First of all, it was delicious!   :smile:

 

I did come away with a number of questions, but I'll show some pictures of what I did as I go.

 

First, the raw ingredients, as near to what you specified as I could manage:

 

Raw ingredients.jpg

 

 

You didn't specify what kind of oil to use to begin cooking.  I happen to have some red palm oil, and I used that.  It adds an interesting color, as can be seen with this photo of the onion, which was already beginning to soften, and the garlic, which had just been added.  In your notes you indicated that the onion, garlic and ginger should all be added at once.  (I usually end up burning the garlic when I do that, so I added it after the onion was already softened.)

 

Sweating just added garlic.jpg

 

Your instructions say to add the fish "when the masala is cooked"...I realized I didn't know what that meant!  I probably added the fish too soon.

Simmering 2.jpg

 

 It was well-cooked enough after a short simmer that I removed it to a warm oven while I cooked the sauce down.  

 

It took a while to cook the sauce down, and I wondered just how thick it should be.  Here's the fish and sauce, ready to serve:

 

Ready to serve.jpg

and here's a plate of the fish and sauce over rice.  Bread and vegetables were served separately.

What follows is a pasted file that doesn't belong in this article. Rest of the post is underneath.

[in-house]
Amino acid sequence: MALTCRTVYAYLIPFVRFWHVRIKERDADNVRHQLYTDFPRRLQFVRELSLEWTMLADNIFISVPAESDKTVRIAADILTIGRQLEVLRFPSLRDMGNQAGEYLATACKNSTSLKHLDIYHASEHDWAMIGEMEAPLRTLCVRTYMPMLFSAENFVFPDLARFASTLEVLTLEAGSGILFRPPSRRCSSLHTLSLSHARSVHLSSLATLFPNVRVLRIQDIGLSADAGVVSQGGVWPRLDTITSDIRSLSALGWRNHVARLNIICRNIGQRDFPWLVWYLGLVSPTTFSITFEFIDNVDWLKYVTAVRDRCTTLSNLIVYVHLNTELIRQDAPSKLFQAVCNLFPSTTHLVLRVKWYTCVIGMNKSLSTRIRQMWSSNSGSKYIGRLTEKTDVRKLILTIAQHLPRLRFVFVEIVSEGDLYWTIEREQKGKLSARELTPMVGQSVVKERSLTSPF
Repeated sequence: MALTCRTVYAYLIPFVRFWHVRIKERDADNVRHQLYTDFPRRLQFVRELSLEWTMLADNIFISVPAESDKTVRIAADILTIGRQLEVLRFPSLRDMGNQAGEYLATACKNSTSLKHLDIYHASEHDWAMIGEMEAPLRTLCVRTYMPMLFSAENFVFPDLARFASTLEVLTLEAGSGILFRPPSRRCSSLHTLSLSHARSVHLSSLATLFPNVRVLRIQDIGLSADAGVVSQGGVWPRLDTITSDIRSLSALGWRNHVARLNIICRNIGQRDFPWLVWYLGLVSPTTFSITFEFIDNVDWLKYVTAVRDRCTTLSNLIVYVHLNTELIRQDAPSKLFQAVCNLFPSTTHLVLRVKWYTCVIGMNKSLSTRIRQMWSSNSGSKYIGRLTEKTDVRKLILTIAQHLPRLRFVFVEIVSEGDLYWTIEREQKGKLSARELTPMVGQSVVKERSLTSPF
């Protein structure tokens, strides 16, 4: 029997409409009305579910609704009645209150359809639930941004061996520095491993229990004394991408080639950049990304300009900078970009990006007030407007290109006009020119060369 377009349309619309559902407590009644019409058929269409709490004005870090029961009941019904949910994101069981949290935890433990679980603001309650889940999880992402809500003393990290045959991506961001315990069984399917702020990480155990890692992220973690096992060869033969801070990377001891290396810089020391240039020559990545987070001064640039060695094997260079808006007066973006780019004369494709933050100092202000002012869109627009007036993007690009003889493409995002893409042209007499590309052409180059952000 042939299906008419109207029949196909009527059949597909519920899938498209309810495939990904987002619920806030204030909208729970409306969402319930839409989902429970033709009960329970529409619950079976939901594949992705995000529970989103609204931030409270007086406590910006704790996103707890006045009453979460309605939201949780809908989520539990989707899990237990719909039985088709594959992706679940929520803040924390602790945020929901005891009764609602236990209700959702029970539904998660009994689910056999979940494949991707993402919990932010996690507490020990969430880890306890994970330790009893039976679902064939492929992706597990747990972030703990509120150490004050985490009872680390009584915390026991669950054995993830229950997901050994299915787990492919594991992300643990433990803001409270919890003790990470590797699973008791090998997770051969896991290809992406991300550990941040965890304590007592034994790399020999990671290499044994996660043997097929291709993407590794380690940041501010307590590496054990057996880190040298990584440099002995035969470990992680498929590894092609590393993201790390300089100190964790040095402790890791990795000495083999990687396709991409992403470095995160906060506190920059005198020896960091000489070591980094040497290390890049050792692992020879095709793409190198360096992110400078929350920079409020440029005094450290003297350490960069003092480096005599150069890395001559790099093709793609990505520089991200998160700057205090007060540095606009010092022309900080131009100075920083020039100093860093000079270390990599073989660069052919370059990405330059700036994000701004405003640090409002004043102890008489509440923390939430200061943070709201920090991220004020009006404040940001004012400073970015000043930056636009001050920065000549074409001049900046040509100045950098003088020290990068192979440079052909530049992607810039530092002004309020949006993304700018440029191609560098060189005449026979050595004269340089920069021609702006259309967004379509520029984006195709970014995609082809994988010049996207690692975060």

Served.jpg

 

We both thought it was delicious!  We'll be trying it again, possibly with thicker fish (these were thin fillets) and certainly with a shorter cooking time to the fish.  If I can lay my hands on the missing ingredients, I'll add them.

 

So:

First, thanks so much for this recipe!  It passes the taste test!

Second - and this is the test of communication - how close did I come to what you tried to explain?

 

 

 

 

 

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Nancy Smith, aka "Smithy"
HosteG Forumsnsmith@egstaff.org

"Every day should be filled with something delicious, because life is too short not to spoil yourself. " -- Ling (with permission)

"There comes a time in every project when you have to shoot the engineer and start production." -- author unknown